When the cellular phone was introduced, people were amazed at its ability to do one thing — provide voice communication without wires. The engineering pioneers who created the cell phone probably had no idea what the portable device would eventually become. While the list of required technologies for the initial handheld device reads like the index to this Trend Watch, the capabilities of today's cell phones include Global Positioning System (GPS) location, camera, MP3 player, memory storage, Internet connectivity, text messaging, Bluetooth wireless data and, of course, wireless voice communication. This is just for starters. What engineers have been able to cram inside a space the size of a deck of cards can serve as an inspiration to designers of many other products.
The sensing capability of cell phones is quite amazing. Global Positioning System (GPS) location is one obvious sensing capability. In 2013, ABI Research forecasts GPS IC shipments to reach 1 billion annually and many of the chips will be used in lower-margin devices such as mobile phones. However, cell phones also integrate accelerometers, Hall Effect and optical proximity sensors to provide additional features and implement power-saving modes. And don't forget the image sensor in the camera phone.
At one time, in the not too distant past, a two-car garage was a status symbol in the U.S. A home with more than one computer became commonplace before the end of the last century. Today, more than one iPod or iPhone could be the newest criteria for keeping up with the Joneses. To address the home playback needs of these proliferating iPods and iPhones, JVC introduced a dual iPod docking station capable of charging and playback options for two iPods or iPhones or one of each. To play back downloaded video content on an external display, the unit even has a video output.
What good is having a picture on a cell phone if the display is so small the picture can barely be seen? The OSTAR Projection SMT LED from OSRAM Opto Semiconductors solves the problem. The 5.8 x 4.7 x 1.5-mm unit can turn a cell phone into a pico projector. Other suppliers have recognized this opportunity as well, so cell phone projection is becoming a hot area.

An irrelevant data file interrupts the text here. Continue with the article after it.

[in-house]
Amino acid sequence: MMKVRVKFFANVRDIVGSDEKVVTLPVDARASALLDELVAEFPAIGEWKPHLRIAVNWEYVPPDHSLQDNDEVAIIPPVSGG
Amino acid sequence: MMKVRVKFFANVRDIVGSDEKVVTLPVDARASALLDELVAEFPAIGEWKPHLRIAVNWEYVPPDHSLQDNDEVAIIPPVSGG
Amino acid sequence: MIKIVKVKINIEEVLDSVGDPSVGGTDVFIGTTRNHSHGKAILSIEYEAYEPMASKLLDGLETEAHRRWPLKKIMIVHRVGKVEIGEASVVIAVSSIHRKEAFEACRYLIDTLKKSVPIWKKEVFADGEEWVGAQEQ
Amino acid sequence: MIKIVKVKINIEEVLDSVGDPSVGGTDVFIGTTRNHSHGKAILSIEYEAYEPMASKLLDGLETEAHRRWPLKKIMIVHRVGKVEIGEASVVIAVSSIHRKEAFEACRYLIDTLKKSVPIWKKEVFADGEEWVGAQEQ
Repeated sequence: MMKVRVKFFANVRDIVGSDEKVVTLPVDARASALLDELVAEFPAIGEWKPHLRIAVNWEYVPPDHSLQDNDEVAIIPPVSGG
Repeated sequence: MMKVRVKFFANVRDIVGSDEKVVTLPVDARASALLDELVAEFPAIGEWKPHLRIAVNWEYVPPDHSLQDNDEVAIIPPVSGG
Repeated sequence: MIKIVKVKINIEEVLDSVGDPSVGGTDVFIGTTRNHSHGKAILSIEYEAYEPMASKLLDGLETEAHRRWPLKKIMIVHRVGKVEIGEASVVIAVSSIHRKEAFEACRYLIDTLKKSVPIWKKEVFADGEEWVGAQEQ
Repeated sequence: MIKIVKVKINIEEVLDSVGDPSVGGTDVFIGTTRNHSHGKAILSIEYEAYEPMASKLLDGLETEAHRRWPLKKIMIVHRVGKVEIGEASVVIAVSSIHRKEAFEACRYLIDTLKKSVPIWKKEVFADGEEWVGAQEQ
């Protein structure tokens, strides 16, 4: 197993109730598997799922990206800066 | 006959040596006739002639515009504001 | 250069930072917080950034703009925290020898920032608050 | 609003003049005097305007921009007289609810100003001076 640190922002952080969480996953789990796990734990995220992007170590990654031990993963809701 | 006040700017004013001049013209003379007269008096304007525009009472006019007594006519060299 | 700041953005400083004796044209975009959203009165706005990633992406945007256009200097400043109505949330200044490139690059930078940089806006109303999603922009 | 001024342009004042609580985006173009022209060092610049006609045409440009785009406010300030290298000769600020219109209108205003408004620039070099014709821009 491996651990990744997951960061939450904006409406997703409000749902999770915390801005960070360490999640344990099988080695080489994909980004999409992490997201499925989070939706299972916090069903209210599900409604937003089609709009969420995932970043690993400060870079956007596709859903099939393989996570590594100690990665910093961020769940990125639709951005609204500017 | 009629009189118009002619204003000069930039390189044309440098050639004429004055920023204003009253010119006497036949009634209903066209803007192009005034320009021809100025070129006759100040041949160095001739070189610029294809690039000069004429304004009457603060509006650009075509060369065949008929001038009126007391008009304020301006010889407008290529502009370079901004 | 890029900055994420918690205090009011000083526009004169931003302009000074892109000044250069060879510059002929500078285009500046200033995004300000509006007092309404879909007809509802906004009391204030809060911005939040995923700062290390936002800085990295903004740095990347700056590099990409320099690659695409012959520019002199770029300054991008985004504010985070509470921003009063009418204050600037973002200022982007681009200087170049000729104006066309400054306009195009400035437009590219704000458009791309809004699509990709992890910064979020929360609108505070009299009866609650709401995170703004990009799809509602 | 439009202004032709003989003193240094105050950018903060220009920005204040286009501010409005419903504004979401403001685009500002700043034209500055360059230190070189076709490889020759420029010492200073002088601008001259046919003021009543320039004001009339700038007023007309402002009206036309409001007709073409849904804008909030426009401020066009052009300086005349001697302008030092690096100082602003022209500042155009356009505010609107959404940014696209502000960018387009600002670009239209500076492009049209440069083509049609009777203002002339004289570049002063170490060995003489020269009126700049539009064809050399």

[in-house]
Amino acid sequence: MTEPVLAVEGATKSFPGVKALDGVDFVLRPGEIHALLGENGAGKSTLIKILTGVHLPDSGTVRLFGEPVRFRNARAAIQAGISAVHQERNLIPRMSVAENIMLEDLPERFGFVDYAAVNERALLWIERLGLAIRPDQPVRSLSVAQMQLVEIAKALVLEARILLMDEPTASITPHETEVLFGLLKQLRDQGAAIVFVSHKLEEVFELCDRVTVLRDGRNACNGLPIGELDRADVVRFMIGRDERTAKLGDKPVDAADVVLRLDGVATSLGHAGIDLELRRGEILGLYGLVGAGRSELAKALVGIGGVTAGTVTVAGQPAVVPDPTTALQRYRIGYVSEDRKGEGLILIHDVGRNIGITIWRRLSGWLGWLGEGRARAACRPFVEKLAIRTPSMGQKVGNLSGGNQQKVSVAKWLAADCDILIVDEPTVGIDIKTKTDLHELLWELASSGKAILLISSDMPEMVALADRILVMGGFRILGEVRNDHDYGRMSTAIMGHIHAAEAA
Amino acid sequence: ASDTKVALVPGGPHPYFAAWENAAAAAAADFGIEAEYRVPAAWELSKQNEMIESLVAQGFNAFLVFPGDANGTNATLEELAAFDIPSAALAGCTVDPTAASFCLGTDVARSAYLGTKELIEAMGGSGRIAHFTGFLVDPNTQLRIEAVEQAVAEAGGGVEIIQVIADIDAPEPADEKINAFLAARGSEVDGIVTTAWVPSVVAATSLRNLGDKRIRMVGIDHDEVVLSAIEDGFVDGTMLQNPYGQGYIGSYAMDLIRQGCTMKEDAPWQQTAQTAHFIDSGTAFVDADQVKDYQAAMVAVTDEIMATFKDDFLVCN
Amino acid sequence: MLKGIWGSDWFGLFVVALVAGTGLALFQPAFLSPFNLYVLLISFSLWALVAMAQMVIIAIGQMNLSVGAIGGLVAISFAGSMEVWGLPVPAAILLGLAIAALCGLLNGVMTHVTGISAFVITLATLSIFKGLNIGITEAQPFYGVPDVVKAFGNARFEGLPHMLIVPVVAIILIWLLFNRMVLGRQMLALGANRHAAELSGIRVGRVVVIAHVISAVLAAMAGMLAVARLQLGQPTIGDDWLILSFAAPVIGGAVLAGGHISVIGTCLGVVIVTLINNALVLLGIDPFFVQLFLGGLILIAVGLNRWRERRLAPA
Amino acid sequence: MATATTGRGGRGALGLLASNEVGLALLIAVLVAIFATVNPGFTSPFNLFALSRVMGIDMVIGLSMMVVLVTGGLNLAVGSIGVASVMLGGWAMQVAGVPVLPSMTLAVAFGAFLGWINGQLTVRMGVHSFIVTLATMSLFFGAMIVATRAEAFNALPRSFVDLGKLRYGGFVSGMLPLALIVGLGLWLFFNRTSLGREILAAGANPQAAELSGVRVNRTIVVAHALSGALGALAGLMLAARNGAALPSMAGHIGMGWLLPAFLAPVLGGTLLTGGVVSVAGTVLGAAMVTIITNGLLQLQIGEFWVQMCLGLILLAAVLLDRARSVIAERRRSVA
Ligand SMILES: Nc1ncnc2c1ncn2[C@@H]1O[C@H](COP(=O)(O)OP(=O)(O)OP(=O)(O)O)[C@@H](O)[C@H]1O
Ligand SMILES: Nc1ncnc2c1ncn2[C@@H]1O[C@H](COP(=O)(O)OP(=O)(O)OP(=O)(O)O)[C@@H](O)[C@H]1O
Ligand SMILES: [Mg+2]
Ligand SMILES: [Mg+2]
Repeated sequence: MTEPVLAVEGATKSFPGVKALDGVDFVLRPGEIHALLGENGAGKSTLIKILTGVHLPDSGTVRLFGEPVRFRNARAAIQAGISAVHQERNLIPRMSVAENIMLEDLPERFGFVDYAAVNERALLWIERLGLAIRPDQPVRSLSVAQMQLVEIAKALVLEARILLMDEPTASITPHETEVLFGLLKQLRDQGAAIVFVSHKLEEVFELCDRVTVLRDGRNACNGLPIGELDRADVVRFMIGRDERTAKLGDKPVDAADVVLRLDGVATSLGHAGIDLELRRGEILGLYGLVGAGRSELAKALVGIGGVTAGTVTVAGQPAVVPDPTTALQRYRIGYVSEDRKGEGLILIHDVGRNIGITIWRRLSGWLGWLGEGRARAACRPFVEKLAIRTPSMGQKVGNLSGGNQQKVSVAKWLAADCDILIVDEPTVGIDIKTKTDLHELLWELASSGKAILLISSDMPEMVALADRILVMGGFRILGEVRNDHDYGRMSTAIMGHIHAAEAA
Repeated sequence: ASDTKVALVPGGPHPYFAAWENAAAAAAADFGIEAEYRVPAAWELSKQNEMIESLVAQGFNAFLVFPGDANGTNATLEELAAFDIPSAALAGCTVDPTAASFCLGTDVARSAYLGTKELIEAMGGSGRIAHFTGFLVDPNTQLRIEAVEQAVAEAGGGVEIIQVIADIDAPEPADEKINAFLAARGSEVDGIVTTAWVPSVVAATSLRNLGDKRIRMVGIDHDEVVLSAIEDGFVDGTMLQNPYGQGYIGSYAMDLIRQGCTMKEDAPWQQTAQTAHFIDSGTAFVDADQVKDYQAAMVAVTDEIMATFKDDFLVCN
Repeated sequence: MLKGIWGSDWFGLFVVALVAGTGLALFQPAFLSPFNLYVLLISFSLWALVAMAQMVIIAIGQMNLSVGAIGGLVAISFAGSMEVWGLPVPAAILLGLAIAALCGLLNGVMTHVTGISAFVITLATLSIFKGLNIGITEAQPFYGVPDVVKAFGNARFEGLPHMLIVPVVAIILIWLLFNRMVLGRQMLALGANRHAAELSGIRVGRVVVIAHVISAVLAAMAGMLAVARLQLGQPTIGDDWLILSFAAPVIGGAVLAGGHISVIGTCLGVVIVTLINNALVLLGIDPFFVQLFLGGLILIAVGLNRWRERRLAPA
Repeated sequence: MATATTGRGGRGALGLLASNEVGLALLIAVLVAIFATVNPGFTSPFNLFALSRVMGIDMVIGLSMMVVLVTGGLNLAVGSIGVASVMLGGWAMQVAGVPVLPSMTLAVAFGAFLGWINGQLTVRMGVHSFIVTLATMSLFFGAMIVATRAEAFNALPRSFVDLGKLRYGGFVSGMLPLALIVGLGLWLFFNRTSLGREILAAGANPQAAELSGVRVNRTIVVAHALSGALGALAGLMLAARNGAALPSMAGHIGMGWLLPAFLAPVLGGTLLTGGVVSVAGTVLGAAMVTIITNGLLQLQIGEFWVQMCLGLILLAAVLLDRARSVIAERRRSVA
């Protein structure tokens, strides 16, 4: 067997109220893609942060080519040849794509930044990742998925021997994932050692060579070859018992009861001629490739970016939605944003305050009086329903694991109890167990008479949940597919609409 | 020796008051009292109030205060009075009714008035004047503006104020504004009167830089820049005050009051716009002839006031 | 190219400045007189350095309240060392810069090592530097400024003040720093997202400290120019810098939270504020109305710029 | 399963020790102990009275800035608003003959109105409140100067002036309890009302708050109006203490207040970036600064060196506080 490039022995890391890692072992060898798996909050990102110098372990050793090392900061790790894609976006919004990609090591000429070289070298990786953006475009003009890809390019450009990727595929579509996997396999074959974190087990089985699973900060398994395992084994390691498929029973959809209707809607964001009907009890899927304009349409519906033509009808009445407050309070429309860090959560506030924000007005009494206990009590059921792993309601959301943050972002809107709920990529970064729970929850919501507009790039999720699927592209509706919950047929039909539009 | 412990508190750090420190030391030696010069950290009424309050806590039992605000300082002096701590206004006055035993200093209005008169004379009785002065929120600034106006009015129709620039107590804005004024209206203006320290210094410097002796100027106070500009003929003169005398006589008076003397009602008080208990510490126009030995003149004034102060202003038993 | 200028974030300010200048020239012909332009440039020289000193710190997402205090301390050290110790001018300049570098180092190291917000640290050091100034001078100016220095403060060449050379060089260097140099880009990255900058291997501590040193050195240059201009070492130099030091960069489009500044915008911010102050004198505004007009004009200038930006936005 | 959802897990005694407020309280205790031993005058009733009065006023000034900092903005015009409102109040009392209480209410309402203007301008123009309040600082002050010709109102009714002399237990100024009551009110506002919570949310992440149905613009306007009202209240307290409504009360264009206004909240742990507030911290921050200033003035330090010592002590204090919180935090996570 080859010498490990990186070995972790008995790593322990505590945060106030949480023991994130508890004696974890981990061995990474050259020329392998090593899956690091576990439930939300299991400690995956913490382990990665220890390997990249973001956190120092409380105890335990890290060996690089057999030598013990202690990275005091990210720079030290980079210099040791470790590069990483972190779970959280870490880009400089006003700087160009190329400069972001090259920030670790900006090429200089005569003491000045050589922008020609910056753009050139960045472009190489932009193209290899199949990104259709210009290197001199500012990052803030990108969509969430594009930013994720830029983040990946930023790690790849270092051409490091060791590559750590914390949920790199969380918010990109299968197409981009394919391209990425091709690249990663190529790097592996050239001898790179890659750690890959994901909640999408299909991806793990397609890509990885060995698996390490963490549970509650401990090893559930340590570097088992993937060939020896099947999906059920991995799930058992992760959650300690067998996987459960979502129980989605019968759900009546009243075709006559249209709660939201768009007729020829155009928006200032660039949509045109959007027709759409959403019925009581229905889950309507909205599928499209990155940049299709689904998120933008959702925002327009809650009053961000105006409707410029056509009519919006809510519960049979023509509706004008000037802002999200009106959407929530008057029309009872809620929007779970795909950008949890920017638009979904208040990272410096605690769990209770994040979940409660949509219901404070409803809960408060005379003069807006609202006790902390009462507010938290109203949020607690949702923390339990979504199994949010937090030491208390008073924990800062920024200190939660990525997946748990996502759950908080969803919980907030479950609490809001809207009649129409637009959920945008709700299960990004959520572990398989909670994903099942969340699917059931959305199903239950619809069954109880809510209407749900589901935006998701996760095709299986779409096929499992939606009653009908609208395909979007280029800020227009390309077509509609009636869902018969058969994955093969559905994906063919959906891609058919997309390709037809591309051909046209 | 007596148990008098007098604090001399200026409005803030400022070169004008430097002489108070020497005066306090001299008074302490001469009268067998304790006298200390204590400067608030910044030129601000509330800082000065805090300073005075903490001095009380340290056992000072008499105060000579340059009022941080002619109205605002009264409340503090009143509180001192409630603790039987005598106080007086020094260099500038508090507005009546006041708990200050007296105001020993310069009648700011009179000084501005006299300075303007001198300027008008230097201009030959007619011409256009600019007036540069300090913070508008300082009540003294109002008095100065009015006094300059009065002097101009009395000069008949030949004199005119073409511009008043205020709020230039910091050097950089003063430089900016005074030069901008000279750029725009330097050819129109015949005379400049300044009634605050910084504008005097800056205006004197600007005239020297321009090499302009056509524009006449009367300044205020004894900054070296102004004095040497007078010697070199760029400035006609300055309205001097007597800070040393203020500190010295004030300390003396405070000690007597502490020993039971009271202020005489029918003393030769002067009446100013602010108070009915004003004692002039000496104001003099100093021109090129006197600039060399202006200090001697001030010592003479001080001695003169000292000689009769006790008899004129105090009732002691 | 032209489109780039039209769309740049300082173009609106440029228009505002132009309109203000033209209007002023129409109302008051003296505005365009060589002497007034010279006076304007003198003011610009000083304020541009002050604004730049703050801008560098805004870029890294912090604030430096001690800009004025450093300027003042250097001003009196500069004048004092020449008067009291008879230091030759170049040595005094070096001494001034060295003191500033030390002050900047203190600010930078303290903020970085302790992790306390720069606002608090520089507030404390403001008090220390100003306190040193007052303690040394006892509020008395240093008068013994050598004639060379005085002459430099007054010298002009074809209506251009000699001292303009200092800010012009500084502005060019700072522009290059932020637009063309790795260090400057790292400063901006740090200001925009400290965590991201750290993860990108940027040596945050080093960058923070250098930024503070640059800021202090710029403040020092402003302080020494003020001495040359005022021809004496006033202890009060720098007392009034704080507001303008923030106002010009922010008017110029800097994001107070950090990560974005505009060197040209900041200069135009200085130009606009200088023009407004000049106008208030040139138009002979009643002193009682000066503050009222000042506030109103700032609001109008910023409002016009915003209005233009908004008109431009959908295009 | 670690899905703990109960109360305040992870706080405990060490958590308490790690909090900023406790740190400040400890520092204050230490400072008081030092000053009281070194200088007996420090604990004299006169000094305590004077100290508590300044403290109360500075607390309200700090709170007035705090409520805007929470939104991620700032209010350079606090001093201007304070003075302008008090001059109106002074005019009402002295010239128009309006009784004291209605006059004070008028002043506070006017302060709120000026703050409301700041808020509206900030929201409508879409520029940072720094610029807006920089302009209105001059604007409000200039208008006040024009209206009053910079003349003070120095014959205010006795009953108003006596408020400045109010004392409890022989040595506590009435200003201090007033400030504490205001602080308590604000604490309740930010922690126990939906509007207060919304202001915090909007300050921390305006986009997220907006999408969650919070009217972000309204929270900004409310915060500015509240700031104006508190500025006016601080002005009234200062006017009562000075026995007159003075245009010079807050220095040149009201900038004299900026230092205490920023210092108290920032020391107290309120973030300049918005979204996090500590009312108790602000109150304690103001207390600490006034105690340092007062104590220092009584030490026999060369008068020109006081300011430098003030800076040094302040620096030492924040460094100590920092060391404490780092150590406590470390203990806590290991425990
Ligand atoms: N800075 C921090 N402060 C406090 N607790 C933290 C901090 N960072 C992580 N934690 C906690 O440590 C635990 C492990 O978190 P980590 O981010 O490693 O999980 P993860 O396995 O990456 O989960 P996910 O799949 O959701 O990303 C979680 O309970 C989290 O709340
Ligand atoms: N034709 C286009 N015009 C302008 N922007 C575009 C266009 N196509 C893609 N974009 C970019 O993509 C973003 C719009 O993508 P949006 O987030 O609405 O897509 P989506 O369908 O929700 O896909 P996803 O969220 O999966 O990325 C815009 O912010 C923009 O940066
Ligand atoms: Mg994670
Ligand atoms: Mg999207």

This year could be remembered for a critical election, the year gasoline prices topped $4 per gallon in the U.S. and leapt to incredibly high levels in other regions of the world, a housing slump that stifled the economy or perhaps the year when more than 1 million of the latest iPhones sold in just three days.
The latest iPhone is certified for Wi-Fi operation, making it secure and interoperable with other Wi-Fi products. With Apple's new iTunes Remote application, a user's iPhone can control iTunes over a personal Wi-Fi network turning the unit into a Wi-Fi remote control. But wait — there's more.
Run Your Life from Your Cell Phone
There may be no place like home but with Hawking Technologies' new HomeRemote Pro System, a cell phone can now be part of a plug-and-play remote home monitoring system so you can somewhat take your home with you.
“The ability for someone to control and monitor their home with live video on their cellular phone is a very powerful and useful feature,” says Jason Owen, chief officer of product strategy and business development at Hawking Technologies. “Imagine being able to check whether you've left your iron or lights on and being able to turn it off directly from your cell phone, anywhere, anytime. Imagine being able to see your kids or pets at home at any time from your cell phone to see if they're safe or doing what they're supposed to.”
Still, this is just the beginning. On the coming-soon list: Voice-over Wi-Fi applications from third parties. What will they think of next?
With all of the things a cell phone can do, running on infinite battery life is not one of them. Solar power to the rescue! The S116, the first commercial solar-powered cellular phone recharges outdoors or indoors — even by candlelight.
This Electronics Trend Watch provides the heads-up on several of the latest technologies that could be used to create the next “wow” product or feature.